10 January 2009
Excellent Novels That Were Made Into Excellent Films
The title sums this post up pretty well. I'll just say that the criteria is that a) I read the book b) I saw the film c) I thought both were exceptional. I'll also add that films were NOT eliminated because they weren't "faithful" to the book. A movie is not obligated to be a cinematic reproduction of a book. However sometimes a film will suffer because it does not capture the spirit of the novel. Such was the case for me when W.P. Kinsella's superb novel, Shoeless Joe was made into something called Field of Dreams. Most of my contemporaries loved the movie but I know of two people besides myself who did not. All three of us had read the book and agreed that the film altered the book's theme.
However I find certain types of comparisons fruitless as in "the book was soooo much better." Comparing a book and a movie is akin to comparing a song and painting. I also do not include novelizations of films, principally because I've never read one and never intend to.
In most cases I read the novel before seeing the film as with the most recent film on this list, Revolutionary Road. In some cases, as with The Godfather, I loved the film so much I just had to read the novel that inspired it.
Please note this list is confined to novels, thus books such as All the President's men or Wiseguys (which inspired Goodfellas) are not included. The list is offered in no particular order.
All Quiet on the Western Front (1930) On the jacket of my cover of this book by Eric Maria Remarque are the words "The Greatest War Novel of All Time." No argument here. The subsequent film directed by Lewis Milestone is similarly among the finest films about war of all time. Both the novel and film are powerful stories of men and war and serve as great anti-war messages.
The Godfather (1972) The film ,which in my opinion is the greatest of all time, is so beloved and acclaimed that it greatly overshadows Mario Puzo's excellent novel. Any fan of the Godfather films should read it. Most of the story from Godfathers I and II are here with some of the back story and detail that even six hours worth of cinema cannot capture.
The Shining (1980) Reportedly author Stephen King was not pleased with director Stanley Kubrick's rendering of his novel. Gimme a break, Stephen. This is the best film based on any of his novels or short stories perhaps in large part because it is perhaps his best book. King's dissatisfaction led to the making of made-for-cable film that inevitably bombed. The original film starring Jack Nicholson is a horror classic.
Jaws (1975) Once again we have a movie that made many forgot an original highly popular novel. A then-young Steven Spielberg practically created the Summer blockbuster with the film. Peter Benchley's novel was a true page-turner but one with surprising depth to its characters and their individual stories.
To Kill A Mockingbird (1962) What a chore to bring Harper Lee's masterpiece to film. Yet thanks in large part to Gregory Peck's brilliant portrayal of Atticus Finch, the film is worthy in its own right. The two make great companion pieces for many a high school English teacher.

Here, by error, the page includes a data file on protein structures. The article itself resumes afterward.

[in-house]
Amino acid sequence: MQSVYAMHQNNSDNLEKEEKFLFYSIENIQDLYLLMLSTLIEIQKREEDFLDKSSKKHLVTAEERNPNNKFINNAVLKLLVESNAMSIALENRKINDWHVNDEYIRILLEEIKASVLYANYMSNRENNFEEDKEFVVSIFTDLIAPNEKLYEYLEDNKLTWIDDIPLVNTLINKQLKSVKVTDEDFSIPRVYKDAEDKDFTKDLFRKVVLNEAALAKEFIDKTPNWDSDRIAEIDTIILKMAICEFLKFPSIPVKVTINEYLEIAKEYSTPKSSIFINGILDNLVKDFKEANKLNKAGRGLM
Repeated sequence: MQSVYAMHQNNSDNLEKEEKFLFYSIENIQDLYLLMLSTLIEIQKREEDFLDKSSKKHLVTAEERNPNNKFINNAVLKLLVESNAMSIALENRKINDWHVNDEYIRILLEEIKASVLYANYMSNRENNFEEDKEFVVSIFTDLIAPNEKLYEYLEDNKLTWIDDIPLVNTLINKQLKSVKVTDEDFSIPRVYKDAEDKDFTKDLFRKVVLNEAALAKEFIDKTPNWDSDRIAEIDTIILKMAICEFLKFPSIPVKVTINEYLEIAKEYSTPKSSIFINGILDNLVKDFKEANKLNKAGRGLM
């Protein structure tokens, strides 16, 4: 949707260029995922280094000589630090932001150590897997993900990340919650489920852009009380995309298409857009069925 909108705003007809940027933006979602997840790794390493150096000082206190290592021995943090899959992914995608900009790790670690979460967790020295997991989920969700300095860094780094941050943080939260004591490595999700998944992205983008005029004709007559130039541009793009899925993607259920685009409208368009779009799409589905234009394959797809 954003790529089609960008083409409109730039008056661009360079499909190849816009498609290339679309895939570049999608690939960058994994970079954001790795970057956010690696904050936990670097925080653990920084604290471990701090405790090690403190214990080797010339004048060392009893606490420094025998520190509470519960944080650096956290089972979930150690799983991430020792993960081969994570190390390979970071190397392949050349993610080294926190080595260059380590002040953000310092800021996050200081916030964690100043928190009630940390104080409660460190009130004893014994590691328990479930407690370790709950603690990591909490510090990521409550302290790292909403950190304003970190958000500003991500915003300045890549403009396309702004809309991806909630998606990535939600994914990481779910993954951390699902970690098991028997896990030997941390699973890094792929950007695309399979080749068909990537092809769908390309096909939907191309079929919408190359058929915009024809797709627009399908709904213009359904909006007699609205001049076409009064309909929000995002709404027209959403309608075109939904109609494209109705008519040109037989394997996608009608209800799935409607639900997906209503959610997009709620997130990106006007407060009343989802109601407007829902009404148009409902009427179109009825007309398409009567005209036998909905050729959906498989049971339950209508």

No Country For Old Men (2007) The novel that was the basis for the best film of the past few years was written by Cormac McCarthy. The Coen brothers pleased McCarthy fans by their faithful adaptation of the book. Other McCarthy books have been made into films with much less success. Meanwhile a film based on his Pulitzer prize winning, The Road is due in theaters soon and Ridley Scott is reportedly working on a cinematic version of Blood Meridian. Both are great books and i hope the films measure up.
Revolutionary Road (2008) I read Richard Yates novel several years ago not imagining that it could be led alone would be made into a watchable film. But director Sam Mendes did the trick. No less a personage than Kurt Vonnegut called the novel "the Great Gatsby for my generation." I just saw the film today and it captured Yates' message beautifully.
Little Big Man (1970) Thomas Berger wrote a wonderfully entertaining epic and director Arthur Penn filmed a wonderfully entertaining epic. Penn had the good sense or good fortune to cast Dustin Hoffman in the lead role and surrounded him with a terrific supporting cast. If you enjoyed the film, read the book and its sequel.
The Graduate (1967) Dustin Hoffman stars again this time in Mike Nichols' smash hit based on the largely forgotten novel of the same name by Charles Webb. One of the screenwriters was Buck Henry, one of the wittiest man on the planet. Both movie and film gave voice to some of the cultural upheaval that marked the 1960's.
The Exorcist (1973) Here's a trick questions: which is scarier, the film the Exorcist or the novel? The answer of course is both are equally scary. Both are also equally great and important works of art. The novelist was William Peter Blatty and the director William Friedkin. Wonderfully talented gentlemen who never managed anything better -- how could they?